4 I prayed to the Lord my God and confessed:
“Lord, the great and awesome God, who keeps his covenant of lovewith those who love him and keep his commandments, 5 we have sinned and done wrong. We have been wicked and have rebelled; we have turned away from your commands and laws. 6 We have not listened to your servants the prophets, who spoke in your name to our kings, our princes and our ancestors, and to all the people of the land.
7 “Lord, you are righteous, but this day we are covered with shame—the people of Judah and the inhabitants of Jerusalem and all Israel, both near and far, in all the countries where you have scattered us because of our unfaithfulness to you. 8 We and our kings, our princes and our ancestors are covered with shame, Lord, because we have sinned against you. 9 The Lord our God is merciful and forgiving, even though we have rebelled against him; 10 we have not obeyed the Lordour God or kept the laws he gave us through his servants the prophets. 11 All Israel has transgressed your law and turned away, refusing to obey you.
“Therefore the curses and sworn judgments written in the Law of Moses, the servant of God, have been poured out on us, because we have sinned against you. 12 You have fulfilled the words spoken against us and against our rulers by bringing on us great disaster. Under the whole heaven nothing has ever been done like what has been done to Jerusalem. 13 Just as it is written in the Law of Moses, all this disaster has come on us, yet we have not sought the favor of the Lord our God by turning from our sins and giving attention to your truth. 14 The Lorddid not hesitate to bring the disaster on us, for the Lord our God is righteous in everything he does; yet we have not obeyed him.
15 “Now, Lord our God, who brought your people out of Egypt with a mighty hand and who made for yourself a name that endures to this day, we have sinned, we have done wrong. 16 Lord, in keeping with all your righteous acts, turn away your anger and your wrath from Jerusalem, your city, your holy hill. Our sins and the iniquities of our ancestors have made Jerusalem and your people an object of scorn to all those around us.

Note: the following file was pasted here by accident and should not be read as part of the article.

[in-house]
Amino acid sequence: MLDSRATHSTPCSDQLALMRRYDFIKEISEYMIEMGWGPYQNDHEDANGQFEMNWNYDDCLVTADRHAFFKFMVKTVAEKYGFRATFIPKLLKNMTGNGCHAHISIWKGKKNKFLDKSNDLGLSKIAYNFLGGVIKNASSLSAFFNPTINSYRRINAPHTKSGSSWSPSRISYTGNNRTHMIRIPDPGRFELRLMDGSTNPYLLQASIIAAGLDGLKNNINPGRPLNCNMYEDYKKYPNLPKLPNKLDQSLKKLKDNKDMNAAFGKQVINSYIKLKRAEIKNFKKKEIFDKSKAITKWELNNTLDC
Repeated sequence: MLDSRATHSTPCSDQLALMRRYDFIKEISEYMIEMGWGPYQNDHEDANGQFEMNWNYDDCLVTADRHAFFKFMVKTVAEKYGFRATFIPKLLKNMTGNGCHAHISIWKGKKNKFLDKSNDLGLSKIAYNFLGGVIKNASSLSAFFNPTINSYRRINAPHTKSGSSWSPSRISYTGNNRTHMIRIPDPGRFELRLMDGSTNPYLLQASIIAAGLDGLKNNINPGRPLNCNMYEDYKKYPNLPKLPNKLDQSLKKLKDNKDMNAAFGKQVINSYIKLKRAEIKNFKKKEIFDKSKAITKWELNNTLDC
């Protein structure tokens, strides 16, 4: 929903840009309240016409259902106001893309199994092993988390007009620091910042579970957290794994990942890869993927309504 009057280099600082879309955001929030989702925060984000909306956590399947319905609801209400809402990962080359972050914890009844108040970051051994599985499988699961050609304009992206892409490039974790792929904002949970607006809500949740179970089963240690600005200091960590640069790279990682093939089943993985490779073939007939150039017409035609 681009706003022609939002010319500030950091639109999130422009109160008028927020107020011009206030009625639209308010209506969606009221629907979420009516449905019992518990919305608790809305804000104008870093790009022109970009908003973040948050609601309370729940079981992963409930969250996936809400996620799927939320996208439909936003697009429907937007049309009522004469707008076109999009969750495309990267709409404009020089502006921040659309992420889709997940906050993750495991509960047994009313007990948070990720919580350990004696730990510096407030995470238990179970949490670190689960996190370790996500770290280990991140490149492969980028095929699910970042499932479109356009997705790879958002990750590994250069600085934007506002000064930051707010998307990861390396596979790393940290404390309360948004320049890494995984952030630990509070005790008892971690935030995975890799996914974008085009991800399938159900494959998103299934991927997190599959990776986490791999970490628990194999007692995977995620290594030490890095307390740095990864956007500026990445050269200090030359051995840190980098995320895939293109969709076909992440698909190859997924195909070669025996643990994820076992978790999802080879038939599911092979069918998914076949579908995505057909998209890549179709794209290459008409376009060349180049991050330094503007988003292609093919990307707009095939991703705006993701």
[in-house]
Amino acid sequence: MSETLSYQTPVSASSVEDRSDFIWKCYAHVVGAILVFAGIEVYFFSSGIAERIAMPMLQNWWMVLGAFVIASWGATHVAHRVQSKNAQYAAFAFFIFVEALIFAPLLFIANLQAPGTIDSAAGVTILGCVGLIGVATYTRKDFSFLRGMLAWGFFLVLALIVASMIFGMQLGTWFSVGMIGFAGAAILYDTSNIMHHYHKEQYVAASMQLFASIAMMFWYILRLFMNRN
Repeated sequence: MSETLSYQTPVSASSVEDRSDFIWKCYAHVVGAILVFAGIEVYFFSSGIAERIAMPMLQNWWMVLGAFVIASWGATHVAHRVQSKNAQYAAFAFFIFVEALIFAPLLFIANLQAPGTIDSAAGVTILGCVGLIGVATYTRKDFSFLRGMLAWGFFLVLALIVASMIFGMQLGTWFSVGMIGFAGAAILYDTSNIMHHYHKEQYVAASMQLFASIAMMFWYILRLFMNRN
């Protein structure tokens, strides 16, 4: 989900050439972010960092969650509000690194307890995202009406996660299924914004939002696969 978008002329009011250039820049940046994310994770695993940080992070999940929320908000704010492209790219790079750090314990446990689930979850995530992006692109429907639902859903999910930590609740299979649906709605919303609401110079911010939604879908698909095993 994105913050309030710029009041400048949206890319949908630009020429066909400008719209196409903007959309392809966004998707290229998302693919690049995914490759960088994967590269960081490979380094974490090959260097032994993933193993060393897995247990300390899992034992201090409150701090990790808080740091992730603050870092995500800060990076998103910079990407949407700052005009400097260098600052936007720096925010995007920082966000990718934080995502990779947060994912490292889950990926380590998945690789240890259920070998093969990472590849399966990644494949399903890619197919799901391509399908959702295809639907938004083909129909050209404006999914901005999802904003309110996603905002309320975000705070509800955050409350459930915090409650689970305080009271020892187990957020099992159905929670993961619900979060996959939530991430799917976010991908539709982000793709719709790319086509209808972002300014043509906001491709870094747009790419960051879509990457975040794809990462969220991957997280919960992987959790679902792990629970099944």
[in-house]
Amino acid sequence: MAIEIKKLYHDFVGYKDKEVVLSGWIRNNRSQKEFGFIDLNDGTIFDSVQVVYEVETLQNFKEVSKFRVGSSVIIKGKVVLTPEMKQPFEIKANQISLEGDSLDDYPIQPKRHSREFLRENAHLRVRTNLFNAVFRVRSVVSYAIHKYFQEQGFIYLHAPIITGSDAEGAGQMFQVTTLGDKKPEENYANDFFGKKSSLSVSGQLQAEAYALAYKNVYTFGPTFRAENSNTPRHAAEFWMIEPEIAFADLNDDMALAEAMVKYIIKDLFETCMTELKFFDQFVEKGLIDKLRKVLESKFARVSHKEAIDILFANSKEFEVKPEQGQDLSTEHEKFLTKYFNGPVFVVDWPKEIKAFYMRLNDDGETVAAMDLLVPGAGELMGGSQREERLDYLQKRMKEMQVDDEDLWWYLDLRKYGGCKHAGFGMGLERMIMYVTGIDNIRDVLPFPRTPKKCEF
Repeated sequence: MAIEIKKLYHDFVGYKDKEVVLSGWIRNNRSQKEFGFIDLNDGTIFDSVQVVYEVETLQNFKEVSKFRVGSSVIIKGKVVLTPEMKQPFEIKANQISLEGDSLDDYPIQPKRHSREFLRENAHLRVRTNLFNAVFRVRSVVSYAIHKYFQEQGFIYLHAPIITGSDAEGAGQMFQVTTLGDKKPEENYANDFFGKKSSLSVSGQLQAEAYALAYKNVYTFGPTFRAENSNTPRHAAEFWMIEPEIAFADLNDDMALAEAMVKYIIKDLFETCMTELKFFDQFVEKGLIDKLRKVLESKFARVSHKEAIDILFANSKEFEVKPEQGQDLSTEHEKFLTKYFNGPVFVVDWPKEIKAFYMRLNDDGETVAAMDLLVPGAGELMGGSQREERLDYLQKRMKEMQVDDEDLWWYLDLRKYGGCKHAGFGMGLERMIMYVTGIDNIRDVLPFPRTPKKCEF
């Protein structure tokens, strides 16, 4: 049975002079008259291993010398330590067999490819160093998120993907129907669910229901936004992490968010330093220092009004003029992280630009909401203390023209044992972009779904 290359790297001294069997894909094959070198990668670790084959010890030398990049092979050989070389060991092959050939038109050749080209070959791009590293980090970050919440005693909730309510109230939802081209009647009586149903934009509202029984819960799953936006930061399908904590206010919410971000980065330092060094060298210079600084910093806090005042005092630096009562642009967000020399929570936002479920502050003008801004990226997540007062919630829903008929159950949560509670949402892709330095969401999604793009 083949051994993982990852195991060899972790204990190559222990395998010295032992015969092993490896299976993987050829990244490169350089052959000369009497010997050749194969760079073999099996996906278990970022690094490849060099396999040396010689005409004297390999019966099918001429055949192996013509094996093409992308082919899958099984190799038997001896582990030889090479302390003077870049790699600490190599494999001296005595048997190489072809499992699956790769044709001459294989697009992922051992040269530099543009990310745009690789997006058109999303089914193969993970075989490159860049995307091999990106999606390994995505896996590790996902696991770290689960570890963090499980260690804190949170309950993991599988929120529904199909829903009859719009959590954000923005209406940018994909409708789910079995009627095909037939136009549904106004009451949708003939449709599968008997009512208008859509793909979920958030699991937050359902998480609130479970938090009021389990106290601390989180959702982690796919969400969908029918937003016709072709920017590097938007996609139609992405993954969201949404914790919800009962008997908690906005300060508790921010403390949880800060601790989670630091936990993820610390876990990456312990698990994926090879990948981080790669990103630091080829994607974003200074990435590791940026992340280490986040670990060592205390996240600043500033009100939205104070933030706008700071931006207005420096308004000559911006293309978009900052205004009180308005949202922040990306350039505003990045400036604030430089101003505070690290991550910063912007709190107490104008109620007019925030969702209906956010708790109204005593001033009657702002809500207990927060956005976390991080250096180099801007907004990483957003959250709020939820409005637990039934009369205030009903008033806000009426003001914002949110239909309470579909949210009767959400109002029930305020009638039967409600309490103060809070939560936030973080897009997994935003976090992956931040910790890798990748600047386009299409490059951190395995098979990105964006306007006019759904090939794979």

17 “Now, our God, hear the prayers and petitions of your servant. For your sake, Lord, look with favor on your desolate sanctuary.
18 Give ear, our God, and hear; open your eyes and see the desolation of the city that bears your Name. We do not make requests of you because we are righteous, but because of your great mercy.
19 Lord, listen! Lord, forgive! Lord, hear and act! For your sake, my God, do not delay, because your city and your people bear your Name.”
Praying to God
We are all familiar with the story of Daniel. However, most Christians are just curious about Daniel’s prophecies. They want to know about the great image in Daniel 2, the image with the golden head, silver shoulders, brass abdomen, iron legs, and clay toes. They also want to know about the beasts that emerge from the sea in Daniel 7. All of the young people are interested in these matters. Although many years ago I spent a great deal of time studying these things, I eventually came to appreciate other aspects of the book of Daniel even more. Now I like the book of Daniel because in it I see a man who prayed constantly and contacted the Lord continually (Daniel. 6:10-11; 9:3-4; 10:2-3, 12). According to Daniel 6, Daniel was preeminent among the governors and princes in the kingdom of Darius. The other governors and princes were jealous and plotted against him, seeking to destroy him. When Daniel learned of this, he went to the Lord and prayed. The aim of the conspiracy of the one hundred twenty governors was to shake Daniel’s relationship with God. Nevertheless, Daniel opened his windows toward Jerusalem and prayed three times a day. When Daniel learned from reading the prophecy of Jeremiah that the seventy-year period of exile and captivity was soon to expire, he began to pray (Daniel 9:2-3). Then he received another vision and he prayed continually for three weeks until the answer came (Daniel 10:1-3, 12). Daniel’s prayer life issued out of a holy life. He lived a holy life in the heathen land of Babylon. For example, Daniel refused to eat the king’s food, the food which was first offered to idols and then used to feed the king and his people (Daniel 1:8). Daniel refused that food, and he enjoyed God very much. He enjoyed God as the tree of life.
Daniel is the hero of the biblical Book of Daniel. A noble Jewish youth of Jerusalem, he is taken into captivity by Nebuchadnezzar of Babylon and serves the king and his successors with loyalty and ability until the time of the Persian conqueror Cyrus, all the while remaining true to the God of Israel. The consensus of modern scholars is that Daniel never existed, and the book is a cryptic allusion to the reign of the 2nd century BCE Greek king Antiochus IV Epiphanes.